The scarcity of water resources and the relative power of countries that share them has long been a hotly contested topic. In a paper published in 2008, Mark Zeitoun and Naho Mirumachi argue that these ‘transboundary water interactions’ are inherently political processes, determined by broader political conflicts. Nowhere are these processes and conflicts more visible than the Dead Sea to Red Sea project, signed off by Palestine, Israel, and Jordan earlier this week. Whether this cooperative agreement sustains or transforms the conflict it is intended to resolve is a matter not only of opinion, but also, time.
Yaakov Garb, an Israeli environmental and social studies expert at Ben-Gurion University of the Negev, stated to the New York Times that he suspects the project is “wrapped up in ‘Saving the Dead Sea’ clothing” in order to attract international financing. Others argue that Red-to-Dead is more concerned with providing freshwater to a desperate region, and less to do with reversing receding water levels in the Dead Sea. It is this demand for fresh water that has caused evaporation of the Jordan River and the Dead Sea in the first place: waters that flow into the Jordan River and the Sea of Galilee are diverted for consumption. This has caused the amount of water that flows freely to Jordan to decrease over time: A 2011 report by the Indian-based think tank Strategic Foresight Group (SFG) states that even as consumption levels increase rapidly, the annual discharge of Jordan River decreased to 200 cubic metres in 2011, compared to 1,300 cubic metres in 1960. Conversely, the aggressive adoption of desalination plants, coupled with profitable waste-water reuse policies, has meant that per capita usage of fresh water has steadily declined in Israel: approximately 80% of all waste water is recycled in the nation, more than double the rate of any other country in the world.
It is natural that a cumulative decrease in water resources, an absence of water management, and a growing population that creates higher water demand, has culminated in a tense political environment in Jordan as I have argued elsewhere. As part of the project, approximately 100 million cubic metres of water will be desalinated in Jordan: the majority of water for drinking and irrigation will be directed to Israel’s Arava desert, but, as part of the cooperation, Israel will provide desperately needed water to Jordan’s Northern front.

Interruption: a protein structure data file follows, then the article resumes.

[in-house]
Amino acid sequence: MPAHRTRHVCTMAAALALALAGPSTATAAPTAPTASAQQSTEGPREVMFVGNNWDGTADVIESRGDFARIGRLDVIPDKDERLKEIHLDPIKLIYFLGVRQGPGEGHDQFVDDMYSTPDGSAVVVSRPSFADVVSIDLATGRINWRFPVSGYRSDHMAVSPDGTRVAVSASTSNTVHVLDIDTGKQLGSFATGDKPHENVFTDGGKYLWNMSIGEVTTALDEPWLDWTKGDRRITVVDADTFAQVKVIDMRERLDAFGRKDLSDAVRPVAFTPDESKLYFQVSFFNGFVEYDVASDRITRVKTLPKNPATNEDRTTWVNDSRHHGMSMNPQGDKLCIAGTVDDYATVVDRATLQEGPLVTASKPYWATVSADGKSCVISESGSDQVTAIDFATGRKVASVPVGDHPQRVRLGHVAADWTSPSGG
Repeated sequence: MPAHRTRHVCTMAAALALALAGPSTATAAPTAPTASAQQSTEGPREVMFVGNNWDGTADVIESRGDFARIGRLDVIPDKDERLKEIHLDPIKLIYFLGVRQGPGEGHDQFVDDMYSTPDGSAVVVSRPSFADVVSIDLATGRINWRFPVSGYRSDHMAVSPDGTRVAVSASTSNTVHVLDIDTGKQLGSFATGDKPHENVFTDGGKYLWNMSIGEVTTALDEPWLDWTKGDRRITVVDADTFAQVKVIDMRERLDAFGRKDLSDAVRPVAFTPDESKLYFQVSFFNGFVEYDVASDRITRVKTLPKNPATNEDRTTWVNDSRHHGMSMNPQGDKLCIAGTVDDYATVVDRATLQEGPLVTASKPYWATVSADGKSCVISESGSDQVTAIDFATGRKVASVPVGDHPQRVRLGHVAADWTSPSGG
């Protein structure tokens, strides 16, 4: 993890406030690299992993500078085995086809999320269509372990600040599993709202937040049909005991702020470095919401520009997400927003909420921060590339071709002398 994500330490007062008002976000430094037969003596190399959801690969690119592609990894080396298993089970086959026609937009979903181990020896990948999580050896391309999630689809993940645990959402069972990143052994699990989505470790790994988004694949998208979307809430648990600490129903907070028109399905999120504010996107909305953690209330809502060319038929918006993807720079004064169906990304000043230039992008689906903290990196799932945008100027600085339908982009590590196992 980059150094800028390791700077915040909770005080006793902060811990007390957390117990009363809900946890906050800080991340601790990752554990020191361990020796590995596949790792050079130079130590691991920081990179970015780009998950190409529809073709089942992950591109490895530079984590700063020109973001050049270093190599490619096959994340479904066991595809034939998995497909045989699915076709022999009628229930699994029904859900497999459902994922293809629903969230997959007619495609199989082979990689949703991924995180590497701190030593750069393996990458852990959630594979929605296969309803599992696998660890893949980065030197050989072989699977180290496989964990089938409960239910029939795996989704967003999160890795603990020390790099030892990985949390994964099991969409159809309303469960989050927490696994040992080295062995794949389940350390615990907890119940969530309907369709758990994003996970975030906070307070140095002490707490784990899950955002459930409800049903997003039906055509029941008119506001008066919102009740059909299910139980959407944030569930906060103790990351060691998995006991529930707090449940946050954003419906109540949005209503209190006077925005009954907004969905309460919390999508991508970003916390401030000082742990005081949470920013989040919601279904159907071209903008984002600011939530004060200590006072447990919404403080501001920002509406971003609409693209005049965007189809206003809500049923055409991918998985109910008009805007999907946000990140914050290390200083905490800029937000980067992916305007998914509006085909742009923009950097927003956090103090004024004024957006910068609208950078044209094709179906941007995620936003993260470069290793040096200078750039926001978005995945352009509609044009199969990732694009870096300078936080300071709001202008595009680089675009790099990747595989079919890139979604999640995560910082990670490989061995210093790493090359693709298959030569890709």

A water shortage for Jordanians could fuel growing instability for the Hashemite regime. Citizens without a fundamental human right are likely to express their dissent, voicing protest both on, and off, the streets. The focus for the Hashemite Kingdom remains two-fold: guaranteeing the fulfilment of domestic water needs to improve food security in the nation, and contributing to political stability through equitable sharing of water resources within the wider region.
Despite current challenges, better water management holds possibilities for improved cooperation and trust-building in the future. Potential benefits are clear; indeed, overall welfare of the three participating states is vitally linked by dependence on this shared resource. Today, Israelis consume a daily average of 350 litres of water per capita, while Jordanians consume roughly 60 litres, and Palestinians, only about 30 litres. In the future, it is hoped that countries along the Jordan River establish a daily per-capita water usage of under 200 litres.
Current negotiations over water management rely on provisional figures from the Oslo Accords of the early 1990s, even though studies show that water resources have depleted by 7% since that time. In the past, the lack of confidence between Israelis and Palestinians has been a crucial impediment to improving water resource management between the three nations. It is clear that a paradigm shift is needed to change how these partners view the politics at the crux of their water agreements. Perhaps, the Red-to-Dead deal will provide it.